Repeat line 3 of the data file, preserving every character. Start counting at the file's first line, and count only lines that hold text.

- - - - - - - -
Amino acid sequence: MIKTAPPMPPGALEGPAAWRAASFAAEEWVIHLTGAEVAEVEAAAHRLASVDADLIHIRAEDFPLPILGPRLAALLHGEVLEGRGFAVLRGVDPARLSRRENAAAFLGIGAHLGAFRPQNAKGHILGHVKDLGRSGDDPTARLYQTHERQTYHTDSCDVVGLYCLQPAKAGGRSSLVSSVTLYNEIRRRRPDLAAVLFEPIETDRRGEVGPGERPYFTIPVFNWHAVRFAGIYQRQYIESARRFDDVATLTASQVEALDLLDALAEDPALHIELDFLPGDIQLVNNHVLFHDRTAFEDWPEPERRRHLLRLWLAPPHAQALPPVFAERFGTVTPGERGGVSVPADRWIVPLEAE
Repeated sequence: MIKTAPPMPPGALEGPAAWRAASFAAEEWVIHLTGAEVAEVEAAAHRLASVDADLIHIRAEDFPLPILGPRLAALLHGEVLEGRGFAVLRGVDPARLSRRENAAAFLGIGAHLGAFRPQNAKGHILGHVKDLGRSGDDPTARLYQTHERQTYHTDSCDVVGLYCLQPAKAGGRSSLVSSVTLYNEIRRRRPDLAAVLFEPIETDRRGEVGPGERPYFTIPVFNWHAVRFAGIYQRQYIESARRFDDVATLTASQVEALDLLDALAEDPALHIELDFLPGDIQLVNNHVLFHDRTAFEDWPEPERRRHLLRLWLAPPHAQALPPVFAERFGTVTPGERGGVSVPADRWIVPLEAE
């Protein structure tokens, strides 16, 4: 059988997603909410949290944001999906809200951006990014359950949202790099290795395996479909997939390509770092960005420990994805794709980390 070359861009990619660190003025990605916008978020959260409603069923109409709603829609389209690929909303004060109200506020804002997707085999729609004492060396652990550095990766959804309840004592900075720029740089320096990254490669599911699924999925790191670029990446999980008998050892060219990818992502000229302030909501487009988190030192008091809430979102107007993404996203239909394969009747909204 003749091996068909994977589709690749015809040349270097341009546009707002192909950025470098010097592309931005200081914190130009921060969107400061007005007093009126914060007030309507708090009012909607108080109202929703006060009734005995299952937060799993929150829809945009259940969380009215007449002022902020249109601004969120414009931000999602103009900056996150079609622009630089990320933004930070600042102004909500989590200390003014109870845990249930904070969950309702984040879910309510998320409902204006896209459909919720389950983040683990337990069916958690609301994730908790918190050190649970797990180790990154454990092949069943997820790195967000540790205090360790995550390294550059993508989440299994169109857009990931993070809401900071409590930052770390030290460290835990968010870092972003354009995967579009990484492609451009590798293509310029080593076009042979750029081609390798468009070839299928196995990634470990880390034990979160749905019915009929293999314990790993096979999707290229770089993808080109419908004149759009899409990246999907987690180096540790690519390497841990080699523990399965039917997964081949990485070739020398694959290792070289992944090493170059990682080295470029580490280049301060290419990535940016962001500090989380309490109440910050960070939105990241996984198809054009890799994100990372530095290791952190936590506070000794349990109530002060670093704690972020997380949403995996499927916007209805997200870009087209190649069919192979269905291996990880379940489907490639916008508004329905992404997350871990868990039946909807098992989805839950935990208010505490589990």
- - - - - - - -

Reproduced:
């Protein structure tokens, strides 16, 4: 059988997603909410949290944001999906809200951006990014359950949202790099290795395996479909997939390509770092960005420990994805794709980390 070359861009990619660190003025990605916008978020959260409603069923109409709603829609389209690929909303004060109200506020804002997707085999729609004492060396652990550095990766959804309840004592900075720029740089320096990254490669599911699924999925790191670029990446999980008998050892060219990818992502000229302030909501487009988190030192008091809430979102107007993404996203239909394969009747909204 003749091996068909994977589709690749015809040349270097341009546009707002192909950025470098010097592309931005200081914190130009921060969107400061007005007093009126914060007030309507708090009012909607108080109202929703006060009734005995299952937060799993929150829809945009259940969380009215007449002022902020249109601004969120414009931000999602103009900056996150079609622009630089990320933004930070600042102004909500989590200390003014109870845990249930904070969950309702984040879910309510998320409902204006896209459909919720389950983040683990337990069916958690609301994730908790918190050190649970797990180790990154454990092949069943997820790195967000540790205090360790995550390294550059993508989440299994169109857009990931993070809401900071409590930052770390030290460290835990968010870092972003354009995967579009990484492609451009590798293509310029080593076009042979750029081609390798468009070839299928196995990634470990880390034990979160749905019915009929293999314990790993096979999707290229770089993808080109419908004149759009899409990246999907987690180096540790690519390497841990080699523990399965039917997964081949990485070739020398694959290792070289992944090493170059990682080295470029580490280049301060290419990535940016962001500090989380309490109440910050960070939105990241996984198809054009890799994100990372530095290791952190936590506070000794349990109530002060670093704690972020997380949403995996499927916007209805997200870009087209190649069919192979269905291996990880379940489907490639916008508004329905992404997350871990868990039946909807098992989805839950935990208010505490589990």